The loss against Denver concluded a volatile regular season for the Tigers. While the team held a strong 10-10-1 record through mid-January – including multiple victories against ranked opponents such as No. 19 Minnesota Duluth and No. 3/4 St. Cloud State – they immediately embarked upon a 13-game winless streak.

Those 13 games were mostly highlighted by a lack of offense. Eight of the contests were decided by two goals or fewer, and in 10 of them CC’s offense was held under two scores.

Some of this decrease in offensive production could be attributed to the loss of forward Gleb Veremyev ‘26, who sustained an injury in mid-November that required season-ending surgery. Before the injury, Veremyev had racked up two goals and five assists and was pairing well with fellow first-year forward Noah Laba ‘26 in CC’s offensive zone.

However, the season simply concluded in a disappointing manner compared to the promise of its start. Despite a 6-4-1 conference record and a No. 2 ranking in the National Collegiate Athletic Conference before their lengthy winless streak, the Tigers finished 6-15-3, just two ties improved from last season’s 6-17-1 conference record.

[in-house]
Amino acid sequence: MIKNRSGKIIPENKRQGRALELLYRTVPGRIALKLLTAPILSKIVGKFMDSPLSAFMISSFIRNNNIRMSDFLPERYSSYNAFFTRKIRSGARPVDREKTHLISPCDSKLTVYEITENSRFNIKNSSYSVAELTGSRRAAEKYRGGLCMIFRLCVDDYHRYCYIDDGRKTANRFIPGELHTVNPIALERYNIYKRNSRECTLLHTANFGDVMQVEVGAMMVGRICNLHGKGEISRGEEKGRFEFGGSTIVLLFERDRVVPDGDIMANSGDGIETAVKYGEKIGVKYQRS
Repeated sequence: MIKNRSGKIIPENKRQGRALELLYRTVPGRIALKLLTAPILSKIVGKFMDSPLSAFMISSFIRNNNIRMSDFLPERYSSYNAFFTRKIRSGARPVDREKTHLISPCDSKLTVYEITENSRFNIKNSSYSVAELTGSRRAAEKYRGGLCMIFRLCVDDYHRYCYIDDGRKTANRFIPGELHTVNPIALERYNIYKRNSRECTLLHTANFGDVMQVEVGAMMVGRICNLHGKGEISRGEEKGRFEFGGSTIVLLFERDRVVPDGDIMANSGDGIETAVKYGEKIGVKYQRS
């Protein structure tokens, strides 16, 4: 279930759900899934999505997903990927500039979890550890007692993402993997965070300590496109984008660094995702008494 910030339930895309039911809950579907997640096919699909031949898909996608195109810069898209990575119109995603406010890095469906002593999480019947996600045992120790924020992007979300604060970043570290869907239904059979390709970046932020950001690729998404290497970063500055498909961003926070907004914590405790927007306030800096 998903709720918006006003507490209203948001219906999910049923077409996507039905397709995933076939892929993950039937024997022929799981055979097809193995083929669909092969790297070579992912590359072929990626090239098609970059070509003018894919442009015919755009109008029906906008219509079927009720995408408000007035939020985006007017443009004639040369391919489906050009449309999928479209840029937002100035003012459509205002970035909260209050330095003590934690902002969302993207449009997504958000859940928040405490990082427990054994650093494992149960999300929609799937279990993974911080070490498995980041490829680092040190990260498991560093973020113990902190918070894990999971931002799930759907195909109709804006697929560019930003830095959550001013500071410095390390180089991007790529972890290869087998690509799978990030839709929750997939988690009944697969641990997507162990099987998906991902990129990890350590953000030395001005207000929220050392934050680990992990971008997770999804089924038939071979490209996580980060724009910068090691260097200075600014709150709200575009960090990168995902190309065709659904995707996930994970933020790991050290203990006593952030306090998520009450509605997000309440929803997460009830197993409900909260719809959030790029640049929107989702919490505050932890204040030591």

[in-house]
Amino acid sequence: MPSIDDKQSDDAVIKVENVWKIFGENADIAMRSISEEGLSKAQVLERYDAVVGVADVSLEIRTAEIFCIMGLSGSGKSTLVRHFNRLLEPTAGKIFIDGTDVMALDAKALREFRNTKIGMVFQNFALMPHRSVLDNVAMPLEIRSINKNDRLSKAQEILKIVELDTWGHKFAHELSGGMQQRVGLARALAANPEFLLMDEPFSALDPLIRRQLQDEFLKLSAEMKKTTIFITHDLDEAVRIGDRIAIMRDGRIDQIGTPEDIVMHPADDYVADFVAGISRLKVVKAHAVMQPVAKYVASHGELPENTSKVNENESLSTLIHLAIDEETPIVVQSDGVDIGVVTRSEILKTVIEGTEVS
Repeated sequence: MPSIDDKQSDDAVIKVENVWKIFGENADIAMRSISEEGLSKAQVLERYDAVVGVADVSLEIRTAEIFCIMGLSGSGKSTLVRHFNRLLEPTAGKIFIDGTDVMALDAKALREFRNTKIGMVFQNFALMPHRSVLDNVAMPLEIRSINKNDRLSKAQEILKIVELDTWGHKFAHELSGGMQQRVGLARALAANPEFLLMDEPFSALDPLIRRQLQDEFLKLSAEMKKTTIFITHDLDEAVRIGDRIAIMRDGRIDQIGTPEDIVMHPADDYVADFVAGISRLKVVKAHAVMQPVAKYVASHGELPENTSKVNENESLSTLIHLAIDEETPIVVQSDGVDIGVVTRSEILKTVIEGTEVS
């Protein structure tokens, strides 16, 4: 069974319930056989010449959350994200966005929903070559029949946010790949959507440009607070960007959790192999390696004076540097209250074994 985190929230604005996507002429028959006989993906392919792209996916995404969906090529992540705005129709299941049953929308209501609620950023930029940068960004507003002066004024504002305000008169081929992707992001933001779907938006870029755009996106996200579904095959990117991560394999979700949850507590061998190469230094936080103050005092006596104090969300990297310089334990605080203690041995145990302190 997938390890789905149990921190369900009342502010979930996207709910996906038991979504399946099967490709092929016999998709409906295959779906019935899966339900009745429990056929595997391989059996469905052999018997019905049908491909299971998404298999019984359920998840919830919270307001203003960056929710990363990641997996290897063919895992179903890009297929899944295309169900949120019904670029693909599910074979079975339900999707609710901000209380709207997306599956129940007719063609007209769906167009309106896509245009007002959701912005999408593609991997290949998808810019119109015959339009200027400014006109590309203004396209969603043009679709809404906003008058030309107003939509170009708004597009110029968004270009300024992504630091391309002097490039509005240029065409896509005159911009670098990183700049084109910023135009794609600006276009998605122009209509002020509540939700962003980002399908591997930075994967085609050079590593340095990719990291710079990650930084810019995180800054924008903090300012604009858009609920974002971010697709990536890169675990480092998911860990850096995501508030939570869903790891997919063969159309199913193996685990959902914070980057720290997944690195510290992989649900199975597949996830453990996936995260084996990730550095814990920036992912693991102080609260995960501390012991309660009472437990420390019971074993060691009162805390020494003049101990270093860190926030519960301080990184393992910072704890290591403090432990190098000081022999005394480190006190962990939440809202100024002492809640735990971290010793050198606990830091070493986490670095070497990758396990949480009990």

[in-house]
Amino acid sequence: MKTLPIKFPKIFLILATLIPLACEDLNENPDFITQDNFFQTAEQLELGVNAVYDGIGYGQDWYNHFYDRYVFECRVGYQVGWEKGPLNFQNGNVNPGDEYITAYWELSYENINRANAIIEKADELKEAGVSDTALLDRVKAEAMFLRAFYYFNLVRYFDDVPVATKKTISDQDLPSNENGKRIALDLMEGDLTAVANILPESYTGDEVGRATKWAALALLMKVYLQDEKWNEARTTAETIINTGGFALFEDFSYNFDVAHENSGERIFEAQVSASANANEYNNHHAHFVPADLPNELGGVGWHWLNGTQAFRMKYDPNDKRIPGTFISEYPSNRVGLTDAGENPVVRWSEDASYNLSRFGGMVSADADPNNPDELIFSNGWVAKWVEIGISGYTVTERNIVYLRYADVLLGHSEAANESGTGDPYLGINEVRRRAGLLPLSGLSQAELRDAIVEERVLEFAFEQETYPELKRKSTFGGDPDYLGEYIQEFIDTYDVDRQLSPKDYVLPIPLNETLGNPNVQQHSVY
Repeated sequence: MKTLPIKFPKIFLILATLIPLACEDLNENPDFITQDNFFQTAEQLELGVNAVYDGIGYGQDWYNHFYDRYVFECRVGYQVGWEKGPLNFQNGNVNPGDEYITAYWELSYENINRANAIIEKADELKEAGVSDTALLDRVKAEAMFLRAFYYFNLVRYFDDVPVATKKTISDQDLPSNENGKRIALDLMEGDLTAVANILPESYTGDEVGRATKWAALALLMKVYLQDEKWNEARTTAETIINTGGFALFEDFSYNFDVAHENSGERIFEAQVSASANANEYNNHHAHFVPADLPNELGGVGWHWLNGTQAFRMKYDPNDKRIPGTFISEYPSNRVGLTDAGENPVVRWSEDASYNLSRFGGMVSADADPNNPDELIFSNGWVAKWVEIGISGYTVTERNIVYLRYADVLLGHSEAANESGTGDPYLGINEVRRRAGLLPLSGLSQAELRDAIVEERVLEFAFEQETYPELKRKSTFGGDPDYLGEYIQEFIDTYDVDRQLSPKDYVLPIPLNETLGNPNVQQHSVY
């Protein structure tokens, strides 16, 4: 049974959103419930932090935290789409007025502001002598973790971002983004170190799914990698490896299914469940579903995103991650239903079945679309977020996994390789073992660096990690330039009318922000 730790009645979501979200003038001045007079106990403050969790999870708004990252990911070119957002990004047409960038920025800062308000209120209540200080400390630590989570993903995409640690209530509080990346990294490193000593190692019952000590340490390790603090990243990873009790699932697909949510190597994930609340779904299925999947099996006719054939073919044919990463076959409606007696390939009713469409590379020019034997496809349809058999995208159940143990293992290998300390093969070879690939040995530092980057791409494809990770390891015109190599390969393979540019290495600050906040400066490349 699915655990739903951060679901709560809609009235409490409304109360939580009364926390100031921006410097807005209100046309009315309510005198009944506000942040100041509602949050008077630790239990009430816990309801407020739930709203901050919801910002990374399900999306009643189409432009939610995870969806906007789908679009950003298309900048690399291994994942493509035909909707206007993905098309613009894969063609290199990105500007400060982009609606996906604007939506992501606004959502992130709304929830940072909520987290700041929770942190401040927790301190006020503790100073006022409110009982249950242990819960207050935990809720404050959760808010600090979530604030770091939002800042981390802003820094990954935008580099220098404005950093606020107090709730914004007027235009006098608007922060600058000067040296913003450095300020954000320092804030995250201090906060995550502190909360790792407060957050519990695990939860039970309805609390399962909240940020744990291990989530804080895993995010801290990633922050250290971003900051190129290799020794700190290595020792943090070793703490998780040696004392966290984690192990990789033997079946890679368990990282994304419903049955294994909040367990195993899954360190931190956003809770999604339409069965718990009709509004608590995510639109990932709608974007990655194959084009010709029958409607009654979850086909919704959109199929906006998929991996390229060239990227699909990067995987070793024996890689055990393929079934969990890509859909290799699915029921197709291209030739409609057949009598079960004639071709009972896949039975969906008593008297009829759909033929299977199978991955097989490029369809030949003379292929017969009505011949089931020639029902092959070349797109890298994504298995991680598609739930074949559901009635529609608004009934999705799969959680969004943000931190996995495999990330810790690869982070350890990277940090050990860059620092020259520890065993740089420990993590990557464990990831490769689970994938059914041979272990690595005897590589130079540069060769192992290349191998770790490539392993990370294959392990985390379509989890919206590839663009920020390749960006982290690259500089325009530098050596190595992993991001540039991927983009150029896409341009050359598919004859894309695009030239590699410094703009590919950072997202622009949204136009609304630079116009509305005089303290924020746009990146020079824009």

In a hockey conference that can best be described as the Southeastern Conference of college hockey, going .500 is considered a great season. Even the vaunted Pioneers, who showed no championship hangover by finishing the season ranked No. 3 in the country, lost five of their 24 conference matchups, and only won by a single score in five of their victories.

The Tigers had seemingly set themselves up for this success going into the bulk of their conference play. That was before the offense went cold and before they stopped playing all three periods of games.

As the Tigers get set to play their NCHC first-round playoff matchup against No. 8 Western Michigan, it is time to look to the future of the team. The Tigers said goodbye to the six members of their senior class on Saturday – goalie Matt Vernon, defenseman Bryan Yoon, defenseman Chad Sasaki, defenseman Connor Mayer, forward Patrick Cozzi, and forward Noah Prokop – they will soon be welcoming an excellent incoming group of players.

Moreover, first-year impact players such as Laba, Vermyev, and goalie Kaidan Mbereko – the latter of whom was named to the watch list late in the season for the Richter Award, given out to the best men’s Division I ice hockey goalie – will look to further develop their skills in offseason training.

As Sasaki said in the video that played during his senior tribute after Saturday’s game, “Just to be a part of building the foundation for something new, it’s been really special.”

A new era of CC hockey has come upon us. The only remaining question is when the team will finally realize their lofty potential.

CC’s playoff series against No. 8 Western Michigan will take place in Kalamazoo, Mich. on Friday, March 10, and Saturday, March 11.